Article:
The first movement begins with a short woodwind passage (coincidentally, the orchestration happens to be almost exactly the same as the woodwind chords in the opening of the first movement of Rimsky-Korsakov's Sheherezade) before the violins introduce the idιe fixe. The first movement does not have a program per se (it is subtitled "Reveries – Passions"), and does not prominently feature a musical structure. The main purpose is to introduce the idιe fixe, and to demonstrate the hero's unrequited love.

The next three movements depict various sequences culminating in the hero believing he is about to be executed for murdering his obsession in the fifth and final movement. The theme quoted by the trombones near the beginning is the dies irae, a medieval theme, which has come to be the musical personification of death (it was used in the beginning of the Stanley Kubrick film The Shining).

Berlioz's Symphonie Funebre et Triomphale was commissioned by the reactionary 1830 French government in an attempt to stir patriotic fervor and avoid revolution. The attempt failed, but not because of the music. Featuring Berlioz's orchestrating skills at his very finest, in it you can here the influence Berlioz might have had on such composers as Shostakovich.

The two overtures in this set are the Roman-Carnival Overture, and the Corsaire Overture, two of the most famous overtures of the 19th century, and they are both derived from previous works. The Roman-Carnival from the opera Benvenuto Cellini, and the Corsaire from The Red Rover.

The Roman-Carnival overture in particular is among the most difficult orchestral repertoire. It should not drag, but neither should it rush, but it very willingly does both. It is in 6/8 time, meaning that there are six beats per measure which in this case, are joined into two divisions of three per measure, which makes for one of the most difficult time signatures to follow, and Berlioz doesn't make things easier by including many off-beat entrances and pickups – it's so incredibly easy to fall behind, but the London Symphony Orchestra plays it flawlessly. Colin Davis often lets the brass sound plateau, which often results in a blaring sound rather than a powerful sound, but this is the only consistent problem.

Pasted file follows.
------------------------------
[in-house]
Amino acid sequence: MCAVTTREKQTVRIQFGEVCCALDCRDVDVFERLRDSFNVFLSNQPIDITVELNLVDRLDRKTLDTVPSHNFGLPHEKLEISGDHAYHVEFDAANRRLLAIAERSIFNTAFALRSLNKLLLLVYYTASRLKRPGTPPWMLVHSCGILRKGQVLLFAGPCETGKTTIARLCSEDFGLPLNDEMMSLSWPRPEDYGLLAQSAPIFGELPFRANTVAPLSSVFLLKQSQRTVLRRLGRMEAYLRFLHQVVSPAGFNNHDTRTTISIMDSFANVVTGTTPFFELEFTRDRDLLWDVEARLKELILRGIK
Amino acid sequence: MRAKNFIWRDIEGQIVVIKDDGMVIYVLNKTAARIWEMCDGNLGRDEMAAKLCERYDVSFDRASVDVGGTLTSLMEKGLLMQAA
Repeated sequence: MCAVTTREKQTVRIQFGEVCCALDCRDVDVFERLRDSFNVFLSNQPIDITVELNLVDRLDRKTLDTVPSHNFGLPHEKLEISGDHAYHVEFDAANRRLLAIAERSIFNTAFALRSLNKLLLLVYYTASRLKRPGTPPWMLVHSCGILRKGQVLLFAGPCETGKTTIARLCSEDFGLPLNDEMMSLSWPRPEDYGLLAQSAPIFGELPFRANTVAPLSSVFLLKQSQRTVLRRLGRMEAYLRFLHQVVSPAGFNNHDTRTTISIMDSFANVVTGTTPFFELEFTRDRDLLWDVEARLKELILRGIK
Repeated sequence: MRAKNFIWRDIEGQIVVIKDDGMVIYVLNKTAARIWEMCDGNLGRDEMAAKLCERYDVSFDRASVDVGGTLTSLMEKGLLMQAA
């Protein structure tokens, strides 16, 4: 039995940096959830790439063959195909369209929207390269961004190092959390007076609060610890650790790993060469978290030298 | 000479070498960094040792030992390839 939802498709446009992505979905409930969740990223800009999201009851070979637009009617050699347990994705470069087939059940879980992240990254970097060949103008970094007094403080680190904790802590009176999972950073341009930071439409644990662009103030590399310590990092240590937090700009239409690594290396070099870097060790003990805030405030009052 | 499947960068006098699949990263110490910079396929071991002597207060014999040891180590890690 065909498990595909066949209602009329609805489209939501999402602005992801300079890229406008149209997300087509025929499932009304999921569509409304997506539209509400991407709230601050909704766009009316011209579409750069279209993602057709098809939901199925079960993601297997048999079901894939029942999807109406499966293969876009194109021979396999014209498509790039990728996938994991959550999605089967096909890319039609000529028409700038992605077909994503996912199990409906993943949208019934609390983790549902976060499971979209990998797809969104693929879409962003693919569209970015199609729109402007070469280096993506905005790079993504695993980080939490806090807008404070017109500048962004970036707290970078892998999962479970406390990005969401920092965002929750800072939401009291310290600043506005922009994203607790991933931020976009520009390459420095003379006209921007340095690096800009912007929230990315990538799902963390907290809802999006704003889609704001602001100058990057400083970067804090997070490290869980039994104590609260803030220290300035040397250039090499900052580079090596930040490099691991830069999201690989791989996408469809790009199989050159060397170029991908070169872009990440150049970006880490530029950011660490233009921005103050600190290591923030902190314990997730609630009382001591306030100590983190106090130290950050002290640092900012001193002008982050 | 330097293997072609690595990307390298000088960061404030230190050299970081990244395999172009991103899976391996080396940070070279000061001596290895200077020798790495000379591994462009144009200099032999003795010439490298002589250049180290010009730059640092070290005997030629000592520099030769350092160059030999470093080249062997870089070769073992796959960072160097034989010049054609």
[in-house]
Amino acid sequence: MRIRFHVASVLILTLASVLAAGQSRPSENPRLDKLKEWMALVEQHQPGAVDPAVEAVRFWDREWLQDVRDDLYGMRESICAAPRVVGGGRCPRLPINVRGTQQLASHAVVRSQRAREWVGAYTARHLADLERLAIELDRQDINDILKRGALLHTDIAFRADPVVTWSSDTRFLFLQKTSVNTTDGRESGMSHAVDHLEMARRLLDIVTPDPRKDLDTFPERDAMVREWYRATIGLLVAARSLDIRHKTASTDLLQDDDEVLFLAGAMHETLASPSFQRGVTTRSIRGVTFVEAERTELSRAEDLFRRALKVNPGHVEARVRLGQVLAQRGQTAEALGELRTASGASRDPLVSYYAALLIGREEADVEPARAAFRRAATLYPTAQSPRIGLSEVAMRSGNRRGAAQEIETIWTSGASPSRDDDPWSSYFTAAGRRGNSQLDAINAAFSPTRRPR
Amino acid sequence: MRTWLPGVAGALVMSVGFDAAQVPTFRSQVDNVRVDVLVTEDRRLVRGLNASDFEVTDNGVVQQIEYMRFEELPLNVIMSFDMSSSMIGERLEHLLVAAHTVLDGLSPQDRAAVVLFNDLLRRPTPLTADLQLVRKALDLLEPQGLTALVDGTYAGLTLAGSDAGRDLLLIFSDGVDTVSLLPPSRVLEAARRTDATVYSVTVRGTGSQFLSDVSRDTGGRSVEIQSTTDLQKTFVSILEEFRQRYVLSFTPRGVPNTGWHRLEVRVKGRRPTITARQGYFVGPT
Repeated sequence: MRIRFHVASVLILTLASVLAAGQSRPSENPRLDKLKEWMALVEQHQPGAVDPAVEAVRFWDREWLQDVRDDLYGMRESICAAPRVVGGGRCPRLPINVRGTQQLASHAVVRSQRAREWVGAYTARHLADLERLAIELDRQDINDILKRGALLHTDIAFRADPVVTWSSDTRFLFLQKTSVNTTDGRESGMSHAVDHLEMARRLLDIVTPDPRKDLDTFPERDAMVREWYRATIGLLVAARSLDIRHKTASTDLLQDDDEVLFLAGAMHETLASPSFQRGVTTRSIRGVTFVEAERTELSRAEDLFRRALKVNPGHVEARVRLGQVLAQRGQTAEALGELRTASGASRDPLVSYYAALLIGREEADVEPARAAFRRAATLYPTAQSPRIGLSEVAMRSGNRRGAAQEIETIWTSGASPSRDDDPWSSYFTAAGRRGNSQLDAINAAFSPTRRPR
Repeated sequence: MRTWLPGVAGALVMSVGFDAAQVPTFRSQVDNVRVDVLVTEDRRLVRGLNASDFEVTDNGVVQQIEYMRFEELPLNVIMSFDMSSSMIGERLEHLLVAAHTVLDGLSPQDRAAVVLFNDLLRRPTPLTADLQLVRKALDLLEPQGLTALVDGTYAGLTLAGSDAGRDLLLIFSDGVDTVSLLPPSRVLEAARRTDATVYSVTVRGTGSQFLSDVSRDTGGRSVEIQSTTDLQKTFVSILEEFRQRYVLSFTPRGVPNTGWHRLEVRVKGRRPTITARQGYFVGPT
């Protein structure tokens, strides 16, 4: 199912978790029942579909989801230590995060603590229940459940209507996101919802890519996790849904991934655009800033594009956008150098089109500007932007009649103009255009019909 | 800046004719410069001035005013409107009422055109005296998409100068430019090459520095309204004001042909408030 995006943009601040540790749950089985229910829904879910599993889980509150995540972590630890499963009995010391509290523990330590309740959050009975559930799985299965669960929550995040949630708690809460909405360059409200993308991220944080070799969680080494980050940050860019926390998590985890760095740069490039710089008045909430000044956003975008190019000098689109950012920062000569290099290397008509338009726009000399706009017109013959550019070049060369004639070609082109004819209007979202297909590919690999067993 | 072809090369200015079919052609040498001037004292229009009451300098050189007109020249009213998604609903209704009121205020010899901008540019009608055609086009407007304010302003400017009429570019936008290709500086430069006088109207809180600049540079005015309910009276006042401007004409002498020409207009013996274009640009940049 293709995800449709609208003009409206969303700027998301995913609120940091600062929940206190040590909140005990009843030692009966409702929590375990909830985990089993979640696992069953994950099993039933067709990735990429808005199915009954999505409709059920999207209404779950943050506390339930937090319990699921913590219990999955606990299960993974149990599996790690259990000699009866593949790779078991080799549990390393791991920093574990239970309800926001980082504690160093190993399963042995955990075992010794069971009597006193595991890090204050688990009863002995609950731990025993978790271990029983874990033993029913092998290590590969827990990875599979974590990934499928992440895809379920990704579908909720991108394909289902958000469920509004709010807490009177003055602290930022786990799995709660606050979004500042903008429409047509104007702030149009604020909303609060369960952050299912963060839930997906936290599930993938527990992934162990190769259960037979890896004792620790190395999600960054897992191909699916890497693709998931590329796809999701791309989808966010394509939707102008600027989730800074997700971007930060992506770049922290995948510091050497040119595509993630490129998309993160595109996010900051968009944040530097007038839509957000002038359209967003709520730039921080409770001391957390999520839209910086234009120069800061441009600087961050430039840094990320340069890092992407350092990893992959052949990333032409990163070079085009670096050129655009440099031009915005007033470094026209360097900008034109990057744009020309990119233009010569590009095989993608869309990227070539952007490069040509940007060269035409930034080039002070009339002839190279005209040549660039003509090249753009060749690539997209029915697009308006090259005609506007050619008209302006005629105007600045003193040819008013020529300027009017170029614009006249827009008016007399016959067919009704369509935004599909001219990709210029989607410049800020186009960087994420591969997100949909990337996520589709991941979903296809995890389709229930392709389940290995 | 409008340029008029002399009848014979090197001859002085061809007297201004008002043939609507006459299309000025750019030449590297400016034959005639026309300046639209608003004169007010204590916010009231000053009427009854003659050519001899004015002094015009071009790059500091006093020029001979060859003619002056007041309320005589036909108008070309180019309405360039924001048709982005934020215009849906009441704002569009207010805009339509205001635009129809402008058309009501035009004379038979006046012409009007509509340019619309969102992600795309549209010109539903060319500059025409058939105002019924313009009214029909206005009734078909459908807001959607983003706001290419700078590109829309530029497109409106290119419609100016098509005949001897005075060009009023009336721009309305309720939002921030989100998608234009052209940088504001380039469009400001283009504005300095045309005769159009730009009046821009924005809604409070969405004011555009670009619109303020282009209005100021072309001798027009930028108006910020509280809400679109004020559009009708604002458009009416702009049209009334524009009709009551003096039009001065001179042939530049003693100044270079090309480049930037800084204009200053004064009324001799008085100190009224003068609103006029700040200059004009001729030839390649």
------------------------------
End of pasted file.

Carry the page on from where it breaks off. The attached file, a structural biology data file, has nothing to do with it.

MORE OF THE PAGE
The one real disappointment with the disc though is when the choir comes in at the end of the Symphonie Funebre et Triomphale. It sounds like the choir has been remastered by the sound engineers to equal the orchestra decibel per decibel – when it should tower impressively above the orchestra. That's the only negative I could find though, the wind section is marvelous, and the strings just tear through those challenging passages Berlioz presents them with.

The recordings are quite old, some dating back to 1965, but they sound like they could have been recorded yesterday. Great music and great performances – it doesn't get much better than this.

Please support
by purchasing this CD using this link.
Buy this CD from US

Track Listing

Hector Berlioz
Great Orchestral Works
Nobuko Imai – Viola
John Alldis Choir
London Symphony Orchestra
Sir Colin Davis

    Disc 1
    Symphonie Fantastique, Op. 14
  1. Reveries – Passions (Largo-Allegro agitato e appassionato assai)
  2. Un bal (Valse. Allegro non troppo)
  3. Scene aux champs (Adagio)
  4. Marche au supplice (Allegretto non troppo)

  5. Songe d'une nuit de sabbat (Larghetto – Allegro – Ronde du sabbat: Poco meno mosso)

  6. Le Carnaval Romain, Op. 9 (Overture)

  7. Le Corsaire, Op. 21 (Overture)
    Disc 2
    Harold en Italie, Op. 16
  1. Harold aux Montagnes (Adagio)
  2. Harold aux Montagnes (Allegro)
  3. Marche des Pelerins chantant la priere du soir (Allegretto)
  4. Serenade d'un montagnard des Abruzzes A sa maitresse (Allegro assai – Allegretto)
  5. Orgie des brigands, finale (Allegro frenetico – Adagio – Allegro. Tempo I)

    Symphonie Funebre et Triomphale, Op. 15

  6. Marche funebre (Moderato un poco lento)
  7. Oraison funebre (Adagio non tanto – Andantino un poco lento e sostenuto)
  8. Apotheose (Allegro non troppo e pomposo)

Search Good-Music-Guide